DEVELOPMENT OF THE KLEIN ELECTRIC
No one designs or develops a new concept or product in a vacuum. The innovative Leo Fender was influenced by the earlier ideas of electric guitar pioneer/builder Paul Bigsby, as well as the many musicians he showed his prototypes to. And, in my own work on the Klein Electric Guitar, there have been three very influential people involved in its development.
The first of these is my good friend Carl Margolis. We learned the basic chords together in the Sixties. Over the years Carl encouraged me to design an electric guitar that would be more comfortable to hold, sit or stand with. (The word I later learned to describe this was "ergonomic:" (Greek) meaning to work with the body.) I reluctantly began experimenting and between 1976 and 1981 ended up with a series of large, strange and very ugly electric guitars. But dozens of drawings later, after finishing the fifth really playable guitar, I realized that a fundamental relationship between the center line of the neck and the waist, or where the instrument rested on the leg, had to change. This led to a guitar affectionately named "Lumpy" by David Lindley.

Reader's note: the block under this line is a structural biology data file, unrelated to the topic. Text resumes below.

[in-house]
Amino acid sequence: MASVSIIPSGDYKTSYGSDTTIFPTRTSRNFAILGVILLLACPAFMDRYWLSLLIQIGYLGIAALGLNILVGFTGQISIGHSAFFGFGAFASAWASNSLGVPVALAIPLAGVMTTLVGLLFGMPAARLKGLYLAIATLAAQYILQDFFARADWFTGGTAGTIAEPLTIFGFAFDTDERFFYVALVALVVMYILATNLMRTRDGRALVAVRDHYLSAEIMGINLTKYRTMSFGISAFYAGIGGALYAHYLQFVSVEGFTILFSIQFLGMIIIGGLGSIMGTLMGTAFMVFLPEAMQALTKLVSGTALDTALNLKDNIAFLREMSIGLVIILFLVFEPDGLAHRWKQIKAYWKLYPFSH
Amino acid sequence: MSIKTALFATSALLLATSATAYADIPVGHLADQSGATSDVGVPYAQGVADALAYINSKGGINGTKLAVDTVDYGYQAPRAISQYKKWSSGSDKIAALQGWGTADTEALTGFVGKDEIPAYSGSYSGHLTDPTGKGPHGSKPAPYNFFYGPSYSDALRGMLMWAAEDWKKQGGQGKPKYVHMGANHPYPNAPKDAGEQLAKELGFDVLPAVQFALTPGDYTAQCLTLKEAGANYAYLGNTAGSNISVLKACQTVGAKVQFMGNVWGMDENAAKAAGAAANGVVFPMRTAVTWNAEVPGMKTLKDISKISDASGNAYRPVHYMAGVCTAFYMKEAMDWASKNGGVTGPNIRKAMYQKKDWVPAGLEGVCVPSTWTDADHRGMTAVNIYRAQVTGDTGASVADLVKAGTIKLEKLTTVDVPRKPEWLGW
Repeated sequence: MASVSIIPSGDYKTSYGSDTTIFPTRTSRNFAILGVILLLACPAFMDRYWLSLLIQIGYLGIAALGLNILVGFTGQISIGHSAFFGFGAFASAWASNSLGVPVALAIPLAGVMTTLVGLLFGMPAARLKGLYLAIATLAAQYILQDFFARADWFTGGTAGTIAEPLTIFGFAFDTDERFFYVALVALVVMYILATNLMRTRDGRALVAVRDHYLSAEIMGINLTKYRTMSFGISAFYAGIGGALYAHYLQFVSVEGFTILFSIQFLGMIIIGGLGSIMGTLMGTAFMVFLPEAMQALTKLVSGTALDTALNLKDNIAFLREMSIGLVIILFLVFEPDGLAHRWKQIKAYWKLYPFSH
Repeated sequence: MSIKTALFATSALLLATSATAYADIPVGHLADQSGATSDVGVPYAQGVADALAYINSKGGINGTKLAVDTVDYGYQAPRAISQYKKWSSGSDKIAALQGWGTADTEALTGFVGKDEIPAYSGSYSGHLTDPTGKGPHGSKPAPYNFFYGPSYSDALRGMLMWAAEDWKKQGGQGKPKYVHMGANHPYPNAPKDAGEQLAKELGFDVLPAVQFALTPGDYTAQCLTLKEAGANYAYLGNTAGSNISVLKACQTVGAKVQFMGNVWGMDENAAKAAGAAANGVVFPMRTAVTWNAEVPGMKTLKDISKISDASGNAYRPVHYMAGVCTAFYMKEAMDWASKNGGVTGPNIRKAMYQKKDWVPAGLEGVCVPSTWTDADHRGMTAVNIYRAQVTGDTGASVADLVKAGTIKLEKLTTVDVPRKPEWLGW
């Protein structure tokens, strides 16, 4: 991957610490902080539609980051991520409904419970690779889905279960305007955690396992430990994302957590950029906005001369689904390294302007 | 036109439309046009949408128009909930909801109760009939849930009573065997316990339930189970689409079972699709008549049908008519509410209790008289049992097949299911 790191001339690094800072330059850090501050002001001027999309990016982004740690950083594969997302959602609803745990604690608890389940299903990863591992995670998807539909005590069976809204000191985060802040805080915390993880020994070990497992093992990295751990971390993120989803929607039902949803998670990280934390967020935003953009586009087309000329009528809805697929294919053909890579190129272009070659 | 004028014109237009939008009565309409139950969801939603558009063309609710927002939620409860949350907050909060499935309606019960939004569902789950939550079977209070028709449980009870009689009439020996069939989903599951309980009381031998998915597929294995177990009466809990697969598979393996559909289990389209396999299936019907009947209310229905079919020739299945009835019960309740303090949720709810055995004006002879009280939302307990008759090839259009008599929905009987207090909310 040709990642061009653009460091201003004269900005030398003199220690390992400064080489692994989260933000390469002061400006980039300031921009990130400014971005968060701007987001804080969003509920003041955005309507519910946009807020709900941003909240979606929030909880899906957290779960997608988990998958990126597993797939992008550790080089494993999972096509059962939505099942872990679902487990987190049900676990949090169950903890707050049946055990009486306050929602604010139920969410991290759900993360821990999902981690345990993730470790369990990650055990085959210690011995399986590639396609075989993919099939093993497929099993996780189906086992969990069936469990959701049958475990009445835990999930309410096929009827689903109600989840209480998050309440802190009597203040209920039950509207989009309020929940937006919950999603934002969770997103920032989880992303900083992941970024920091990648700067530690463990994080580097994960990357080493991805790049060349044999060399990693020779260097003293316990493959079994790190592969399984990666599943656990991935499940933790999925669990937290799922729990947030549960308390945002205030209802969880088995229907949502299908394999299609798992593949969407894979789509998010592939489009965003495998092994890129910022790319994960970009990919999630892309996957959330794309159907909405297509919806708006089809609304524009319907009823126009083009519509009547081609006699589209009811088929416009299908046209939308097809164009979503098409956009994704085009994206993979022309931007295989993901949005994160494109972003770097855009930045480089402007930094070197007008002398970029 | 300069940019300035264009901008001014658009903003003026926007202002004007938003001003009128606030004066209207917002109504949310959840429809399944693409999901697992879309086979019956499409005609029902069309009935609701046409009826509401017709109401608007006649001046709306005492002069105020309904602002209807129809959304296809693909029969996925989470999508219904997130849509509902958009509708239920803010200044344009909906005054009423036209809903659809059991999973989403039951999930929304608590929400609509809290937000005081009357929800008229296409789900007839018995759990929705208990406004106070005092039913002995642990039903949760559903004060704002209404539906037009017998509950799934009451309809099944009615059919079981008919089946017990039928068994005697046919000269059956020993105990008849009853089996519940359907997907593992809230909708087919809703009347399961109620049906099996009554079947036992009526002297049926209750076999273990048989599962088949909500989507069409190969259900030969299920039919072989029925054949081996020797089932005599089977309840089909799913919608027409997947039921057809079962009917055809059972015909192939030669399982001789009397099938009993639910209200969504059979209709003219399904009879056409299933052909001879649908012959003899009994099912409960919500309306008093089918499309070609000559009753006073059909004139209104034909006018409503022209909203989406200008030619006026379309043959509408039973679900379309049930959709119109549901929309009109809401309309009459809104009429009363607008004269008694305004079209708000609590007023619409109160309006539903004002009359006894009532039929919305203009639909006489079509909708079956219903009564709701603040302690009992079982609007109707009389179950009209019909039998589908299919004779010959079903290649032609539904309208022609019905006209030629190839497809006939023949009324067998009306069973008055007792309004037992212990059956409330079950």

In 1986/87, Ronnie Montrose and I designed yet another guitar, the M/K. Ronnie has a great eye for aesthetics and I enjoyed developing ideas with him immensely. Although he was not interested in a compact design like "Lumpy", Ronnie's first drawings were surprisingly similar to Carl's first sketches. Together we designed a longer, more graceful instrument with three on a side peg head and smooth, lute-like line to the upper half of the body. This process greatly developed my sense of solid-body electric guitar design.
Finally, in 1988 I had a chance to get to know Ned Steinberger better. We had met at past music trade shows, but this time, at the the Gibson plant in Nashville, we had the time to trade ideas and talk at length. Ned's independent design became the next piece to the Klein design puzzle. On the flight home I had the realization that a headless neck would make "Lumpy" balance properly. And "Lumpy" with the aesthetic lines of the Montrose/Klein guitar could work.
After I returned to my shop, the basic concept for the Klein Electric fell together on paper in less than half an hour. But it had taken 12 years of ground work to realize it. Now the response from professional players, teachers and students alike makes me believe a valuable new product has been developed.
Many thanks to Carl, Ronnie and Ned.
Written by Steve Klein / 1990